Saturday, 1 May 2021

Bloodstained: Ritual of the Night (2019) - Horror Video Game Review (Playstation 4)

When I heard that former Castlevania series producer Koji Igarashi was making a spiritual successor to the series I was overjoyed. Castlevania, specifically the 'Metroidvania' genre of one huge open (usually 2D) level is something that I love so much. When Bloodstained: Ritual of the Night finally came out back in 2019 I snapped it up right away. I put fifteen hours into it and got right to the end of the game...then abandoned it. The other day I loaded it back up and spent a final confusing hour completing it.

The game is set in 18th century England during the industrial revolution. The backstory is that the Alchemy Guild fearing their influence was being lost to the emergence of modern technology decided to purposely release demons into the world. To do this they would bind demonically charged crystals to people who they would then sacrifice to Hell. Their ill thought out plan was that they would then be able to come to the rescue, banish the demons and once again be well respected. Things didn't go as hoped for though, in the ensuring chaos the guild itself was destroyed, along with much of England, and it was the Church who were the ones finally able to restore order.
Ten years later and Gebel, who managed to survive attempted sacrifice by the guild has summoned the legions of Hell. He commands them from a gigantic castle, the Hellhold. His motivation is that of revenge, he wants the demonic hordes to find and wipe out the surviving members of the Alchemy Guild. Out to stop him is Miriam, she too is similarly demonically infused but avoided the sacrifice in the past by being in a magically induced sleep.

Going back into the game after a two year gap I had no memory of what had been going on. I think at the time the story wasn't that gripping and from reading back up on the events of the game I think that holds true. This was one of many elements that left me cold. What I loved about Castlevania was its basis on horror monsters, fighting zombies and skeletons and ghosts was cool, as was having Dracula as the antagonist. I get that they had to make this game feel different, and on paper having the enemies be demons sounded cool. There was just something lacking about all this though. I found all the characters to be bland and forgettable, even apparent main bad guy Gebel is as generic as they come. The final boss of the game was really cool though, a fun fight.

This is a 2D platform action game and the setting of a huge castle split up into different areas, such as dungeons, chapels and caverns was very similar to Castlevania. Again though it all felt slightly off. I think for me this was down to the graphical style that went far more cartoony, full of bright colours this seemed too bright a world. There are a huge load of enemy types, and they are mainly animated quite well but the style didn't appeal to me. I also didn't like how sometimes 3D was combined with the 2D, whether it be boss fights that featured a 3D model on a flat screen, or the occasional room where there would be a fake 3D style perspective. I didn't think the styles went together that well. Another concern was the music, Castlevania is known for featuring stunning music, here there wasn't a single memorable bit of music used, it again just merged into one and left barely any impression.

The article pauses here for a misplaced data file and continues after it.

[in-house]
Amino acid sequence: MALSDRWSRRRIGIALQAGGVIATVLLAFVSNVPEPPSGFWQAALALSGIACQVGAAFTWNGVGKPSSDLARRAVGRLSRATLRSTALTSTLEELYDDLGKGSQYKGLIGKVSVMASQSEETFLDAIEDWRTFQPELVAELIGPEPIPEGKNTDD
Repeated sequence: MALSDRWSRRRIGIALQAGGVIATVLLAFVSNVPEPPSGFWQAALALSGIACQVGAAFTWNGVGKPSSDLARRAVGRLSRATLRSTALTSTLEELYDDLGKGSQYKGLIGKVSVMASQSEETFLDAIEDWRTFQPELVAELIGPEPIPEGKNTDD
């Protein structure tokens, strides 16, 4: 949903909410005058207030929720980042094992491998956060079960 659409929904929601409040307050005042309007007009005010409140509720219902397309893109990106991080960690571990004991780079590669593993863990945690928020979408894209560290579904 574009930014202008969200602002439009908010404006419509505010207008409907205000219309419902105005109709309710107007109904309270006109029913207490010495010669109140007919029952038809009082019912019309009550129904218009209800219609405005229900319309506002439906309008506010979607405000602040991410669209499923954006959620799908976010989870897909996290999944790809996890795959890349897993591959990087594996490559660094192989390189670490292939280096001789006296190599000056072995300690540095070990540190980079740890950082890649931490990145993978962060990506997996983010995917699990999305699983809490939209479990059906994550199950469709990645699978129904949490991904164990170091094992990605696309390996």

Combat wise this does things a bit better, though the inventory system can be a little clunky. Miriam can equip all manner of different bits of stat boosting clothing which all looks different from each other. She can use no end of whips, swords, knifes, many of which can be discovered in the levels, and many of which can be crafted by using ingredients sometimes dropped by defeated enemies. In addition to this an idea from Castlevania: Aria of Sorrow and Dawn of Sorrow is used. Miriam is able to occasionally steal the abilities of enemies which give her various powers and abilities, as well as attacks. My final load out for the game had me able to summon seven rotating paintings that would protect me from damage, I could also hold a button to slowly heal myself, summon a huge shield that could protect me from most damage, as well as have a passive ability to make my sword attacks stronger. With most enemies having a unique power to gain there is a very large pool of these to collect if you are so inclined.
Some of these abilities in true Metroidvania fashion are used to get to previously inaccessible areas of the castle. A teleport allows you to get past solid walls, you gain a double jump, the ability to travel along the path of a laser beam, and most cool, the ability to turn the entire castle upside down at will.

The game plays well and its locations are varied, and doesn't outstay its welcome. I finished the game after about sixteen and a half hours, and that was with it at 97% completion. There are multiple endings and in the two years since I originally played it a bunch of extra modes have been released. The best of which is 'Classic' mode that is its own homage to the original Castlevania games. These take the form of rigid levels and include music that is far far better than the more polished tunes found in the main game.

A slightly weird review in that I can't really remember a lot of the game I played. What I do remember though is honestly not really loving this that much. It's fine and I guess the best thing to a new Castlevania, but with so many games in this genre nowadays Bloodstained: Ritual of the Night is not essential to play.


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